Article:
Formation of new party is good riddance, says Malie

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MASERU — Lesotho Congress for Democracy (LCD) stalwart Mpho Malie believes Prime Minister Pakalitha Mosisili’s decision to form the Democratic Congress (DC) and establish a new government was a blessing for the LCD.

The former trade minister who is also a member of the LCD’s elders’ committee was speaking last night, hours after Mosisili used his new party to topple the LCD from government.

Below are excerpts of the interview he had with the Lesotho Times.

Lesotho Times (LT):   What is your opinion on the Prime Minister’s decision to form a new party and the events that happened in parliament?

Malie: I think it is a blessing. You don’t need to be fighting all the time in a party that is in government. You need to focus on national issues. You don’t stand as a ruling party and have squabbles. I think nobody likes splits but this (split) was for the better.

We had become very diverse, people had their own objectives that were not in line with the vision of the party.

LT: Would you agree that there are no fundamental issues that led to this split?

Malie: Yes it was based on issues of power. What is happening is that it’s an issue of succession. There were problems on the succession issue. The leader had his own person he wanted to push to power. He wanted to circumvent the party structures to do that. This has happened, he (Mosisili) has gone out with his crown prince. It was not about the vision and objective of the party but he wanted his own person (to succeed him). We were saying as a party that stands in government we should do things correctly. I think the party had been hijacked by people in the Cabinet. These people thought that the Cabinet is superior to the party.

 LT: What impact will the split have on the LCD?

Malie: I think the impact will be seen in the next election. Most of the 45 MPs that crossed the floor in parliament are disgruntled MPs. These are people who lost the primary elections and are not sure about their future. I looked at them. They looked like people that wanted to see themselves on the PR list. They had no option but to seek a new home.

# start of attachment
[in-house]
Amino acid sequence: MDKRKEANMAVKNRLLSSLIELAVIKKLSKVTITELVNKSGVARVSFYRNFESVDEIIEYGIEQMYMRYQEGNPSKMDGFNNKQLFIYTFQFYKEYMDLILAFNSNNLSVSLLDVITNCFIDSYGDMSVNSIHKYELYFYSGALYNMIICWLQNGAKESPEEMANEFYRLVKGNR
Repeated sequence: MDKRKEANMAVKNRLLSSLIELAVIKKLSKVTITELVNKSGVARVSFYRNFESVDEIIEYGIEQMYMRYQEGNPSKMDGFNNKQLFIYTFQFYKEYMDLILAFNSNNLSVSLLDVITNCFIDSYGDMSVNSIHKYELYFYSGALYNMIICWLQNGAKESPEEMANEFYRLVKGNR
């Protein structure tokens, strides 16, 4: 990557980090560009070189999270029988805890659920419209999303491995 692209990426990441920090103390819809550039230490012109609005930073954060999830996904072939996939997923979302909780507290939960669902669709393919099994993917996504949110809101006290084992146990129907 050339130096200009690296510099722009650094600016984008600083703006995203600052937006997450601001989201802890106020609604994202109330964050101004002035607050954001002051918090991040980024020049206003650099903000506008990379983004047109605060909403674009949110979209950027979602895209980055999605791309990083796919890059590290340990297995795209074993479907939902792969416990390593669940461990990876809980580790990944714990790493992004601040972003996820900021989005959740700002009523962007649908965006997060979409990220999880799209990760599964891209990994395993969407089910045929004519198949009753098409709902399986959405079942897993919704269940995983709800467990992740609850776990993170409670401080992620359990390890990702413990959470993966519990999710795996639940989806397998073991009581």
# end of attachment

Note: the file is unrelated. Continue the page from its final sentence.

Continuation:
LT: You were one of the people who crossed the floor from the Basutoland Congress Party (BCP) in 1997 to form the LCD. How different was that split to this one?

Malie: It was very different. There was a departure on principles. The BCP had been a struggle party and there were people in the structures who wanted to continue with that line of thinking. There were lots of people who were in the Lesotho Liberation Army in exile fighting the Basotho National Party government and they wanted to continue with the mentality. But we were saying we are now in government and we should behave differently.

The other difference was that the whole parliament at that time was BCP. It was unlike today where there are lots of parties and alliances.

It was different. Now it’s not about principles but basically about how do I move forward? Of course over the years there have been some fundamental differences we have had. We are now talking about limiting the Prime Minister’s terms to two. It’s a practice all over the world.

LT: Who do you blame for this split?

Malie: I would put the blame squarely on the leader himself without any shame or fear. When you become a leader after a split you have to look at how you can unite the party. Then you have the second split. And then in the third split you are the actual cause of that split. The question is how do we address such an issue.

LT: And what is Minister Monyane Moleleki’s role in the whole issue?

Malie: With him I think this has gone well.  When you have those ambitions it’s not about the party’s vision and objectives. It’s not about any solid issues but your ambitions. It is not about any clear objective for the party.

LT: What is the LCD’s strategy going forward?

Malie: The issues are there.  These issues need to be tackled. We have to focus on the economy and reduce unemployment especially among the youths. We have the issues of health and HIV.
We know that there is the Vision 2020 to work towards. We have the Millennium Development Goals to achieve. All these are challenging issues. Also, we cannot shy away from the fact that our education system is not delivering the skills that the economy needs.  There is unrest in our tertiary institutions. Then there is the issue of poverty and many other problems we have to tackle.

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